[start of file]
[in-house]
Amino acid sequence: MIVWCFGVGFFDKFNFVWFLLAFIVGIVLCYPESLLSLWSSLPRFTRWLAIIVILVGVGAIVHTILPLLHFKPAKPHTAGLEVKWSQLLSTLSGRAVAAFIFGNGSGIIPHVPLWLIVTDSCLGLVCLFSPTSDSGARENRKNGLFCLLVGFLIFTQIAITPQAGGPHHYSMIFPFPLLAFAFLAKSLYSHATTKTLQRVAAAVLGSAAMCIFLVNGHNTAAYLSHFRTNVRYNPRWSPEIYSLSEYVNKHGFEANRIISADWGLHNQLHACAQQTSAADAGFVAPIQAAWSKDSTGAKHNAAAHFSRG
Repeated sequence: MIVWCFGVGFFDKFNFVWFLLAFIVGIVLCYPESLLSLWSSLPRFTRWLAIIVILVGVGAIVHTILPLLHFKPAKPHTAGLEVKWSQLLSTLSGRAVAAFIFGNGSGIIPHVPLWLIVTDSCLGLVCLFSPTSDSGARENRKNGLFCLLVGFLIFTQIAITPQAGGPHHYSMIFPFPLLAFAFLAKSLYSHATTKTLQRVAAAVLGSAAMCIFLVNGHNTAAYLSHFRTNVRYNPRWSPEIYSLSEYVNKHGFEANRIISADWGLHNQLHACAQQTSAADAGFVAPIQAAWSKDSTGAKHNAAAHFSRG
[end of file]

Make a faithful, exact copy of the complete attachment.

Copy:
[in-house]
Amino acid sequence: MIVWCFGVGFFDKFNFVWFLLAFIVGIVLCYPESLLSLWSSLPRFTRWLAIIVILVGVGAIVHTILPLLHFKPAKPHTAGLEVKWSQLLSTLSGRAVAAFIFGNGSGIIPHVPLWLIVTDSCLGLVCLFSPTSDSGARENRKNGLFCLLVGFLIFTQIAITPQAGGPHHYSMIFPFPLLAFAFLAKSLYSHATTKTLQRVAAAVLGSAAMCIFLVNGHNTAAYLSHFRTNVRYNPRWSPEIYSLSEYVNKHGFEANRIISADWGLHNQLHACAQQTSAADAGFVAPIQAAWSKDSTGAKHNAAAHFSRG
Repeated sequence: MIVWCFGVGFFDKFNFVWFLLAFIVGIVLCYPESLLSLWSSLPRFTRWLAIIVILVGVGAIVHTILPLLHFKPAKPHTAGLEVKWSQLLSTLSGRAVAAFIFGNGSGIIPHVPLWLIVTDSCLGLVCLFSPTSDSGARENRKNGLFCLLVGFLIFTQIAITPQAGGPHHYSMIFPFPLLAFAFLAKSLYSHATTKTLQRVAAAVLGSAAMCIFLVNGHNTAAYLSHFRTNVRYNPRWSPEIYSLSEYVNKHGFEANRIISADWGLHNQLHACAQQTSAADAGFVAPIQAAWSKDSTGAKHNAAAHFSRG